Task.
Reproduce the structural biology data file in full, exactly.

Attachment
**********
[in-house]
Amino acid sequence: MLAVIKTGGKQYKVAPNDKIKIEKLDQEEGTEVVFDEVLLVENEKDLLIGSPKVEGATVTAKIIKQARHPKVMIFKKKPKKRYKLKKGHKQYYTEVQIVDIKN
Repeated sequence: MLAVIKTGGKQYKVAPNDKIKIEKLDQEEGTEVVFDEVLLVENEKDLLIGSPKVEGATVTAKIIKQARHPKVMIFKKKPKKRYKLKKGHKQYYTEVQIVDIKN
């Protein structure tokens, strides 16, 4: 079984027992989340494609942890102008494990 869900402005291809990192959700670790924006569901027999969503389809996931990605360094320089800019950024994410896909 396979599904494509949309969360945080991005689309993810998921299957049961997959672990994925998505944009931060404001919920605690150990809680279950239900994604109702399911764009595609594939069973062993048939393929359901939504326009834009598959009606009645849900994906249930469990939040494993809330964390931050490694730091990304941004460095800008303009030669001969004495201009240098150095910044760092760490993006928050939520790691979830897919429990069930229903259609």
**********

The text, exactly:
[in-house]
Amino acid sequence: MLAVIKTGGKQYKVAPNDKIKIEKLDQEEGTEVVFDEVLLVENEKDLLIGSPKVEGATVTAKIIKQARHPKVMIFKKKPKKRYKLKKGHKQYYTEVQIVDIKN
Repeated sequence: MLAVIKTGGKQYKVAPNDKIKIEKLDQEEGTEVVFDEVLLVENEKDLLIGSPKVEGATVTAKIIKQARHPKVMIFKKKPKKRYKLKKGHKQYYTEVQIVDIKN
């Protein structure tokens, strides 16, 4: 079984027992989340494609942890102008494990 869900402005291809990192959700670790924006569901027999969503389809996931990605360094320089800019950024994410896909 396979599904494509949309969360945080991005689309993810998921299957049961997959672990994925998505944009931060404001919920605690150990809680279950239900994604109702399911764009595609594939069973062993048939393929359901939504326009834009598959009606009645849900994906249930469990939040494993809330964390931050490694730091990304941004460095800008303009030669001969004495201009240098150095910044760092760490993006928050939520790691979830897919429990069930229903259609």